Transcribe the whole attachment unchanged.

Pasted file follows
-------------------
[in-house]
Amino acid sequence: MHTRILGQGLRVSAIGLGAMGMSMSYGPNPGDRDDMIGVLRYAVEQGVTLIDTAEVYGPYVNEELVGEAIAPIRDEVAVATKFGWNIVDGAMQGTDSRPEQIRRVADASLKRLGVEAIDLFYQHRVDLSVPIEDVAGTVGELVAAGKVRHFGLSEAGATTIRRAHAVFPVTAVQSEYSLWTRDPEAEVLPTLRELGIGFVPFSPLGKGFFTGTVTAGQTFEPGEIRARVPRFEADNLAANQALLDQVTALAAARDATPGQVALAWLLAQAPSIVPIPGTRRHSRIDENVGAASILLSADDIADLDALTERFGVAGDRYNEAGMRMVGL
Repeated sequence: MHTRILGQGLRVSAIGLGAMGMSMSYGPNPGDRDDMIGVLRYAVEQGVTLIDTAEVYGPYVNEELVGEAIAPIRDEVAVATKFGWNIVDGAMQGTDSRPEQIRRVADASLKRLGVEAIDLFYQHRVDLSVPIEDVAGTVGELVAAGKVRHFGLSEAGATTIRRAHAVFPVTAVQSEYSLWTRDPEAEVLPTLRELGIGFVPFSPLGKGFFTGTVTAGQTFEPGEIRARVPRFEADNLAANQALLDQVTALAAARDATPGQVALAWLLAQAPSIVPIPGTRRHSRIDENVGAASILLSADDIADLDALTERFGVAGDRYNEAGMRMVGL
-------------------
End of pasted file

[in-house]
Amino acid sequence: MHTRILGQGLRVSAIGLGAMGMSMSYGPNPGDRDDMIGVLRYAVEQGVTLIDTAEVYGPYVNEELVGEAIAPIRDEVAVATKFGWNIVDGAMQGTDSRPEQIRRVADASLKRLGVEAIDLFYQHRVDLSVPIEDVAGTVGELVAAGKVRHFGLSEAGATTIRRAHAVFPVTAVQSEYSLWTRDPEAEVLPTLRELGIGFVPFSPLGKGFFTGTVTAGQTFEPGEIRARVPRFEADNLAANQALLDQVTALAAARDATPGQVALAWLLAQAPSIVPIPGTRRHSRIDENVGAASILLSADDIADLDALTERFGVAGDRYNEAGMRMVGL
Repeated sequence: MHTRILGQGLRVSAIGLGAMGMSMSYGPNPGDRDDMIGVLRYAVEQGVTLIDTAEVYGPYVNEELVGEAIAPIRDEVAVATKFGWNIVDGAMQGTDSRPEQIRRVADASLKRLGVEAIDLFYQHRVDLSVPIEDVAGTVGELVAAGKVRHFGLSEAGATTIRRAHAVFPVTAVQSEYSLWTRDPEAEVLPTLRELGIGFVPFSPLGKGFFTGTVTAGQTFEPGEIRARVPRFEADNLAANQALLDQVTALAAARDATPGQVALAWLLAQAPSIVPIPGTRRHSRIDENVGAASILLSADDIADLDALTERFGVAGDRYNEAGMRMVGL